The UN Security Council has called on the international community to strengthen its commitment to ensure that women play prominent role in conflict prevention, resolution and in post-war peace building.
The UN Correspondent of the News Agency of Nigeria (NAN) reports that the group unanimously adopted a new resolution on Friday.
The council reaffirmed that sustainable peace hinged on an approach that integrates “political, security, development, and human rights, including gender equality,” concerns.
It urged member states and UN entities to ensure women’s full and meaningful participation in peace and security issues.
“Actions to not only increase the number of women in peace-making, but crucially to improve the way gender issues are addressed by peace and security institutions, including the council itself.
“Women’s participation in peace efforts is a matter of gender equality and universal human rights and crucial to achieving sustainable peace, economic recovery, social cohesion and political legitimacy.
“Today’s resolution makes that point loud and clear,’’ UN Secretary-General, Ban Ki-moon, said as he opened the council’s day-long debate on “Women, Rule of Law and Transitional Justice’’.
Held yearly, the open debate provides an opportunity for the wider UN membership to reflect on the progress made.
It also accelerates action on implementation of the Security Council resolution 1325, adopted in 2000, which requires parties in a conflict to respect women’s rights and support their participation in peace negotiations and in post-conflict reconstruction.
“The rule of law, women’s access to transitional justice, and women’s participation are deeply connected.
“Women must be involved at every stage of efforts to reassert the rule of law and rebuild societies through transitional justice.[eap_ad_1]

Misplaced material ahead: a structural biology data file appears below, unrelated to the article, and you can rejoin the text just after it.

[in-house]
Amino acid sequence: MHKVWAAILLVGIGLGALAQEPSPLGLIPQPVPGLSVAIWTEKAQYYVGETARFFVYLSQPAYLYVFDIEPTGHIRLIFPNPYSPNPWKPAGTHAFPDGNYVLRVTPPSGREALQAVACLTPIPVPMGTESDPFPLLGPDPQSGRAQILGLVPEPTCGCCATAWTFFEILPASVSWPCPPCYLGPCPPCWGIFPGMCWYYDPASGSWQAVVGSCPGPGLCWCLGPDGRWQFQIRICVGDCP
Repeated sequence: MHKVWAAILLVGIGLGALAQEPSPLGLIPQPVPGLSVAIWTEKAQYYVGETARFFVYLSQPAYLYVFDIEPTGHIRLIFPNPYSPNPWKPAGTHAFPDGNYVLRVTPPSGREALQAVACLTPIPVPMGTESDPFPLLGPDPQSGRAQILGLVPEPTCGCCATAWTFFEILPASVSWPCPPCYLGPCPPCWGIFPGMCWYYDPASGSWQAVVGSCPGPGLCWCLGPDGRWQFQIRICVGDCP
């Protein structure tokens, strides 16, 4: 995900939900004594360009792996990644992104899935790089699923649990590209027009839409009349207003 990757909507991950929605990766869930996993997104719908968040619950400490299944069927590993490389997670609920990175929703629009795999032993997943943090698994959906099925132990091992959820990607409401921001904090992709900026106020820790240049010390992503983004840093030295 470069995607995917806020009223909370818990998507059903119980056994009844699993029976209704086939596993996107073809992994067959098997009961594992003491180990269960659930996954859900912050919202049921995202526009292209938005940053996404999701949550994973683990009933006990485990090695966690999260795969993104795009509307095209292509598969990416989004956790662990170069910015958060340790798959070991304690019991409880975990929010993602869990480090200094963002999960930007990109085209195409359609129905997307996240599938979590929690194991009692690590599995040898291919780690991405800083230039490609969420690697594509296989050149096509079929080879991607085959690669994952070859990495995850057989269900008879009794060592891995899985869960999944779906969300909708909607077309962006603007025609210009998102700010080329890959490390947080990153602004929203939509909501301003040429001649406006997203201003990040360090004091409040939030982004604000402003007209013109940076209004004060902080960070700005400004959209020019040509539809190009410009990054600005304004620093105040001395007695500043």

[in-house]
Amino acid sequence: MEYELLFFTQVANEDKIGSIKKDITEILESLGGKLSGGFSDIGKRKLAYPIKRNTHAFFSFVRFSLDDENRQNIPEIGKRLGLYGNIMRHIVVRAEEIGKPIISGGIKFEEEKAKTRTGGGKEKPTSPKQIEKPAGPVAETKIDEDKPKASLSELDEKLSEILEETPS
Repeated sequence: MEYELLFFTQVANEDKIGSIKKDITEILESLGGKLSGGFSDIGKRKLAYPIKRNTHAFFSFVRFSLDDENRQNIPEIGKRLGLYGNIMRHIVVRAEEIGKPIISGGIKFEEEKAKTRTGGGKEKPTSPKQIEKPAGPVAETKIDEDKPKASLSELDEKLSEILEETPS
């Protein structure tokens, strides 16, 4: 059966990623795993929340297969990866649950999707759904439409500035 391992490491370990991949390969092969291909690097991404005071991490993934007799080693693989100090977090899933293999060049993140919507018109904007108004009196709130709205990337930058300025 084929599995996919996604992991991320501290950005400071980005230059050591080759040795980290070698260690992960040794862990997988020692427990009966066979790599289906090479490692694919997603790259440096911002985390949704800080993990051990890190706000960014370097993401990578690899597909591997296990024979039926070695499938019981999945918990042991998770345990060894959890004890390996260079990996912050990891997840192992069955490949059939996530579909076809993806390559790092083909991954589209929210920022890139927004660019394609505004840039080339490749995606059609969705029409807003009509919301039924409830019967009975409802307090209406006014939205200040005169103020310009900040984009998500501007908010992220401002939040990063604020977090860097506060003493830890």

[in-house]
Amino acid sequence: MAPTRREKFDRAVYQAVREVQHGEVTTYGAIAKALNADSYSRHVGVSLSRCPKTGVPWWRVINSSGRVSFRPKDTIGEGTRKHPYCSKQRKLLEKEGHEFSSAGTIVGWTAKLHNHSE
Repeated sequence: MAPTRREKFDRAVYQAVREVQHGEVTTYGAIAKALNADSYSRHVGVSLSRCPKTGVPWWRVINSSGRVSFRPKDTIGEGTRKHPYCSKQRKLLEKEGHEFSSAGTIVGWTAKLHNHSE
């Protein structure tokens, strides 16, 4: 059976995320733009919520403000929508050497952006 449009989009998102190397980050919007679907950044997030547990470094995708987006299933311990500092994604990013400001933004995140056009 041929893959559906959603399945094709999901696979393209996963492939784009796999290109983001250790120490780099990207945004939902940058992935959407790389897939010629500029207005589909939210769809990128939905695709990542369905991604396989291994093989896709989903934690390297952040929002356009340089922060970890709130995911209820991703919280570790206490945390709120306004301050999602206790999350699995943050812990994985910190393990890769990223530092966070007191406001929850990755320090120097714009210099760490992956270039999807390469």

“Their needs for security and justice must be addressed. Their voices must be heard. Their rights must be protected,” Ban said.
He, however, urged the council to also deal with the full range of conflict-related violations of women’s rights.
Ban added that political and peacekeeping UN missions should support national prosecution for serious international crimes against women.
While women have been increasingly taking leadership positions in business and politics, progress has been slow in peace processes, the UN chief said.
Ms Phumzile Mlambo-Ngcuka, the Executive Director of the UN Entity for Gender Equality and the Empowerment of Women (UN Women), presented Ban’s annual report on implementation women, peace and security agenda.
She said the new resolution made the council, the wider UN, regional organisations and member states responsible for providing seat at the peace table for women.
“I know for sure that there are women who are adequately trained for these roles, that women are available for high-level appointments and, further, that qualified women are everywhere.
“It is up to us, together, to take responsibility and open the doors to their full participation,” she said.
Mlambo Ngcuka said the inclusion must be accompanied by access to gender expertise and suggested that gender analysis must be used to identify the impact on women’s rights of all peace-related decisions.
“We are now seeing what could be described as a ‘new generation’ of gender-responsive mediation practice from these and other peace leaders,’’ she said.
The UN High Commissioner for Human Rights, Ms Navi Pillay, underscored the importance of prosecuting not only individuals who violate women’s rights during conflict, but also address structural gender-based discrimination and inequality.
“Efforts to halt violations must be framed in state obligations to address structural and systemic gender inequality and discrimination through comprehensive legislative policy and institutional reforms,” Pillay said.
She added that it is crucial to support women’s participation in political processes in countries emerging from conflict and ensure women had a space in the public sphere without fear of intimidation.
“A human rights based approached is to successfully address the root causes of conflict and threat to women’s security,” she stated.